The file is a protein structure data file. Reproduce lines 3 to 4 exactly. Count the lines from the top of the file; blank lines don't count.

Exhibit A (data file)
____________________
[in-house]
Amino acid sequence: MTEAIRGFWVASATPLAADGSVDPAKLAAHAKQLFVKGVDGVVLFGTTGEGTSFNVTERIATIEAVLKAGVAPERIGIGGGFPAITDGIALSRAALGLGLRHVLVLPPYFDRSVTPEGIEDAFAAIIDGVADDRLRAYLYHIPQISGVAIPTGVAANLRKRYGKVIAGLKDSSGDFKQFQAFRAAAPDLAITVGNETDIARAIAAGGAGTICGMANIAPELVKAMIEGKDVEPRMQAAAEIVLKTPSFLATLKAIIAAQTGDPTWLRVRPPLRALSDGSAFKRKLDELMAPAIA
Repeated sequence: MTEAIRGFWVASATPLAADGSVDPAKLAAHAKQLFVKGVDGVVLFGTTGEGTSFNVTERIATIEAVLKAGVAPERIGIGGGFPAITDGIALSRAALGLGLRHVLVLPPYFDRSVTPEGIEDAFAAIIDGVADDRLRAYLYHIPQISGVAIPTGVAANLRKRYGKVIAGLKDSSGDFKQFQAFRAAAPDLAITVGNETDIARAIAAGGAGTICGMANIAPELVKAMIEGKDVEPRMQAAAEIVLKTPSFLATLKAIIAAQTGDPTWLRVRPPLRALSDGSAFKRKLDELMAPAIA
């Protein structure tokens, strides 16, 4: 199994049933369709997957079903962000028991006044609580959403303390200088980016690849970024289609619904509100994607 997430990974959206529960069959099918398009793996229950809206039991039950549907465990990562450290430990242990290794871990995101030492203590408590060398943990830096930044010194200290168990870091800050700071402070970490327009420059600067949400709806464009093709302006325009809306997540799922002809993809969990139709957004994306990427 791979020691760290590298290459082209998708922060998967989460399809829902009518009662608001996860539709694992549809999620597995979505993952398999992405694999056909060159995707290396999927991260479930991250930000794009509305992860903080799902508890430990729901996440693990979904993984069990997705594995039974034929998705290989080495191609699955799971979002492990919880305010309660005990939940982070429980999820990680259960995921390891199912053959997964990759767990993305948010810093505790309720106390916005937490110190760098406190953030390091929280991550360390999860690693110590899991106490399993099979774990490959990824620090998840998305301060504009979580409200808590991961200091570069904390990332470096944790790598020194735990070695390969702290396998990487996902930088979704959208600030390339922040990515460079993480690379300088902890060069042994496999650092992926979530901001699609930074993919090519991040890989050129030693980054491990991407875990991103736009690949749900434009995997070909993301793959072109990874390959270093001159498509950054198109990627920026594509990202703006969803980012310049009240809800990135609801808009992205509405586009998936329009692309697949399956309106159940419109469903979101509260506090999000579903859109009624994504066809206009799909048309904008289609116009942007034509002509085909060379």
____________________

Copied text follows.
Repeated sequence: MTEAIRGFWVASATPLAADGSVDPAKLAAHAKQLFVKGVDGVVLFGTTGEGTSFNVTERIATIEAVLKAGVAPERIGIGGGFPAITDGIALSRAALGLGLRHVLVLPPYFDRSVTPEGIEDAFAAIIDGVADDRLRAYLYHIPQISGVAIPTGVAANLRKRYGKVIAGLKDSSGDFKQFQAFRAAAPDLAITVGNETDIARAIAAGGAGTICGMANIAPELVKAMIEGKDVEPRMQAAAEIVLKTPSFLATLKAIIAAQTGDPTWLRVRPPLRALSDGSAFKRKLDELMAPAIA
């Protein structure tokens, strides 16, 4: 199994049933369709997957079903962000028991006044609580959403303390200088980016690849970024289609619904509100994607 997430990974959206529960069959099918398009793996229950809206039991039950549907465990990562450290430990242990290794871990995101030492203590408590060398943990830096930044010194200290168990870091800050700071402070970490327009420059600067949400709806464009093709302006325009809306997540799922002809993809969990139709957004994306990427 791979020691760290590298290459082209998708922060998967989460399809829902009518009662608001996860539709694992549809999620597995979505993952398999992405694999056909060159995707290396999927991260479930991250930000794009509305992860903080799902508890430990729901996440693990979904993984069990997705594995039974034929998705290989080495191609699955799971979002492990919880305010309660005990939940982070429980999820990680259960995921390891199912053959997964990759767990993305948010810093505790309720106390916005937490110190760098406190953030390091929280991550360390999860690693110590899991106490399993099979774990490959990824620090998840998305301060504009979580409200808590991961200091570069904390990332470096944790790598020194735990070695390969702290396998990487996902930088979704959208600030390339922040990515460079993480690379300088902890060069042994496999650092992926979530901001699609930074993919090519991040890989050129030693980054491990991407875990991103736009690949749900434009995997070909993301793959072109990874390959270093001159498509950054198109990627920026594509990202703006969803980012310049009240809800990135609801808009992205509405586009998936329009692309697949399956309106159940419109469903979101509260506090999000579903859109009624994504066809206009799909048309904008289609116009942007034509002509085909060379």